Fred Funk leads at En-Joie as play called

By Associated PressJune 26, 2009, 4:00 pm
Champions TourENDICOTT, N.Y. ' A little more rain didnt faze Fred Funk.
Four days after trudging around rain-soaked Bethpage Black to a last-place finish at the U.S. Open, Funk shot an 8-under 64 on Friday to gain a two-shot lead over Jay Haas and Lonnie Nielsen on the rain-delayed first round of the Dicks Sporting Goods Open. Mike Hulbert also was at 6 under through 15 holes.
It was Funks best round on the Champions Tour since a 63 in the 2008 season opener in Hawaii.
Tom Kite, D.A. Weibring, Gary Hallberg, and Andy Bean were tied at 5 under, while Joey Sindelar, Jeff Sluman, and Hal Sutton were in a group of five in the clubhouse another shot back.
A band of thunderstorms halted play for nearly four hours in the afternoon, and several players will have to complete the first round on Saturday morning.
Funk, who has top-seven finishes in his last three Champions Tour events, nearly finished before the rain struck and was undeterred after the long delay, hitting 8-iron to 20 feet and sinking a birdie putt at 18.
Fred Funk is looking for his fifth Champions Tour victory. (Getty Images)
Its like a breath of fresh air to come here. It was a long, long week, said Funk, who excelled despite a sore right knee and aching left shoulder. I can reach every hole in regulation, I think.
Funk, at 53 the oldest player to qualify for the U.S. Open and still feeling the effects of the grueling weekend, started slowly. He bogeyed the par-4 second hole at the narrow, tree-lined En-Joie Golf Club course where he won the 1996 B.C. Open, then rallied with five birdies over the final six holes before the turn. He continued his surge with birdies at Nos. 11, 12 and the difficult, water-guarded 15th hole to reach 7 under.
It felt good to get rewarded for good shots, said Funk, who had nine one-putt birdies, five from 7 feet or closer. Im tired of getting interrupted all the time, but you just kind of roll with it. The opportunities were there. It was a good little stretch there after a bad start.
Funk had just hit his drive at the par-4 18th when lightning forced a stoppage. Play was originally set to resume at 4:40 p.m., but with another band of thunderstorms in the area tournament officials decided to wait another hour.
Five of the players in close pursuit of Funk also won the B.C. Open at En-Joie when it was part of the PGA Tour: Kite in 1978, Haas in 1981, Sindelar in 1985 and 1987, Hulbert in 1989, and Sluman in 2001.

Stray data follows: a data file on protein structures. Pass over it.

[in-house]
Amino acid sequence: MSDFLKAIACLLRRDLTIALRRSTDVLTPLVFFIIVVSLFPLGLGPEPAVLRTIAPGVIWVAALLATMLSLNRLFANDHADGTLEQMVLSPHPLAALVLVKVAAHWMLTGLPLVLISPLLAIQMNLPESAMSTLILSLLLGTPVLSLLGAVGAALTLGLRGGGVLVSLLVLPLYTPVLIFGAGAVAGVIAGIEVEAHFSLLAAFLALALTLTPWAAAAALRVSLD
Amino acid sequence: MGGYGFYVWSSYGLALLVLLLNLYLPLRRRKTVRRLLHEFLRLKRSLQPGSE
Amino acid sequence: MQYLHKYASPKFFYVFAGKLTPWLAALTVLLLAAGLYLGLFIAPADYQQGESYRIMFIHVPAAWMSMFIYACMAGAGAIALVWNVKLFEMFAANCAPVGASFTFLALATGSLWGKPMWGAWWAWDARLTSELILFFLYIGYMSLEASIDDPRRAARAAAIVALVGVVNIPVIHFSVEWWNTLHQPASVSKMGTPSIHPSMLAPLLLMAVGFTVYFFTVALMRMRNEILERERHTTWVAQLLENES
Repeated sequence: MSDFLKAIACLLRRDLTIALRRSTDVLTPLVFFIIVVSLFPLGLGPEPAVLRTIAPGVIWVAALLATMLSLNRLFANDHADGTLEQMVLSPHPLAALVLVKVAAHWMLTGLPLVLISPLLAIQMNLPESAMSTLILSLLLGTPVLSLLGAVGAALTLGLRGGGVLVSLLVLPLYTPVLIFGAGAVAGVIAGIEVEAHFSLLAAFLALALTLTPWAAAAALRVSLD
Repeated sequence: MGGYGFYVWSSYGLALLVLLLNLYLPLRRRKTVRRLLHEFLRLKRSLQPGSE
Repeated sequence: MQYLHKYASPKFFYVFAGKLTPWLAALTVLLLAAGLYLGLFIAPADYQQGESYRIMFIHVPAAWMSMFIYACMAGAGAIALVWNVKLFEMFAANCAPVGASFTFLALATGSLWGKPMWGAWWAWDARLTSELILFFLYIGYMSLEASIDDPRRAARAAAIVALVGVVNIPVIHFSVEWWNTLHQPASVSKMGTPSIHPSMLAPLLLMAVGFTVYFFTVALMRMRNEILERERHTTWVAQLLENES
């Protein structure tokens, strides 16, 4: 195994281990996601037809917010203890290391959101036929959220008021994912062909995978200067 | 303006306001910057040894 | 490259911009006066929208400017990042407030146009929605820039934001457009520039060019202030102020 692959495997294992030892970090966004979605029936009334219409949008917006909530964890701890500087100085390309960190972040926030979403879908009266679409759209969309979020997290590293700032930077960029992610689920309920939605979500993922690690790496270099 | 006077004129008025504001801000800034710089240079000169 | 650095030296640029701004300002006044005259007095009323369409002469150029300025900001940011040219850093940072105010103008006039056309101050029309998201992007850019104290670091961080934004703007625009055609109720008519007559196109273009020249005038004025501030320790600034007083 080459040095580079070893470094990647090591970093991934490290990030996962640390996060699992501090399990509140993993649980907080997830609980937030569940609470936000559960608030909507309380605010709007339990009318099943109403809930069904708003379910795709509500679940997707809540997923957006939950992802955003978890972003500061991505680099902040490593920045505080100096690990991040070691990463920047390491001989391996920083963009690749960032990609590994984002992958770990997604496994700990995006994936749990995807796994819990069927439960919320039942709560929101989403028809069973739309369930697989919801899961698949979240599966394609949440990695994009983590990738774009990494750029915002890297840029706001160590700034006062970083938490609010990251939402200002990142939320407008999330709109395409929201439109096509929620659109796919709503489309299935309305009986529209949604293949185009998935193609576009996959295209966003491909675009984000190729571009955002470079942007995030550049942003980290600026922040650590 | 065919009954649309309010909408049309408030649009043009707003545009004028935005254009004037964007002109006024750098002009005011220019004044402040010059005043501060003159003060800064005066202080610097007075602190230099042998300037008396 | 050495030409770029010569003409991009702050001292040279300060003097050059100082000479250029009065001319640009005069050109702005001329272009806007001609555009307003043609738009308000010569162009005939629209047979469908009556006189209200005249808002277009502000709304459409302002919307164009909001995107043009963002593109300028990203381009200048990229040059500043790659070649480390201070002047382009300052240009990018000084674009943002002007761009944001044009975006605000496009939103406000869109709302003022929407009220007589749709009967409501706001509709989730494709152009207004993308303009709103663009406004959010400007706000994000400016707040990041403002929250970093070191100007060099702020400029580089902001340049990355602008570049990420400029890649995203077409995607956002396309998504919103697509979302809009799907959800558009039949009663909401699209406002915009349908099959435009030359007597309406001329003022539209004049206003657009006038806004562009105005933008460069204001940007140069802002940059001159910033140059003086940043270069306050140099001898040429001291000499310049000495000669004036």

I always feel Ive won here before, I can do it again, Haas said. The look at every shot is still the same as it was 28 years ago. I feel comfortable here. I feel like I can contend here because of what happened in 1981. I felt pretty confident coming in here.
Bean struggled to overcome the sore tendon he tore in his left foot at the Principal Charity Classic in late May, taking time during the delay to freeze the foot and ride an exercise bike.
Its kind of funny being in a good position. This is my third round of golf in a month, Bean said. The putter is working, what can I say? Thats a very pleasant thing. I hit it close, inside 2 feet four times.
Players and caddies donned small green ribbons in honor of fellow golfer Ken Green, whose lower right leg was amputated in mid-June following a recreational vehicle accident in which his girlfriend and brother died.
After the previous Champions Tour event in Texas in early June, Greens RV blew a tire, sending the vehicle careening off a Mississippi highway, down an embankment and into a large oak tree, destroying the front of the vehicle. Also killed in the crash was Greens pet German shepherd, Nip, which he had saved six years ago by diving into a Florida canal and rescuing it from an alligator attack.
The golf world took another hit on Sunday when the wife of PGA golfer Chris Smith was killed in a car accident in northern Indiana.
I know Ken and Chris, theres just no way anybody can really fathom what theyre going through, said Funk, whose mother-in-law was diagnosed with cancer on Thursday. But our prayers and blessings are with them.
Divots: 1984 B.C. Open champ Wayne Levi, playing in his first tournament since heart bypass surgery, was at 1 under through 15 holes. Defending champion Eduardo Romero and R.W. Eaks, the inaugural Dicks winner in 2007, finished at 3 under.
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    Suspended Hensby offers details on missed drug test

    By Will GrayDecember 12, 2017, 11:30 pm

    One day after receiving a one-year suspension from the PGA Tour for failing to provide a sample for a drug test, Mark Hensby offered details on the events that led to his missed test in October.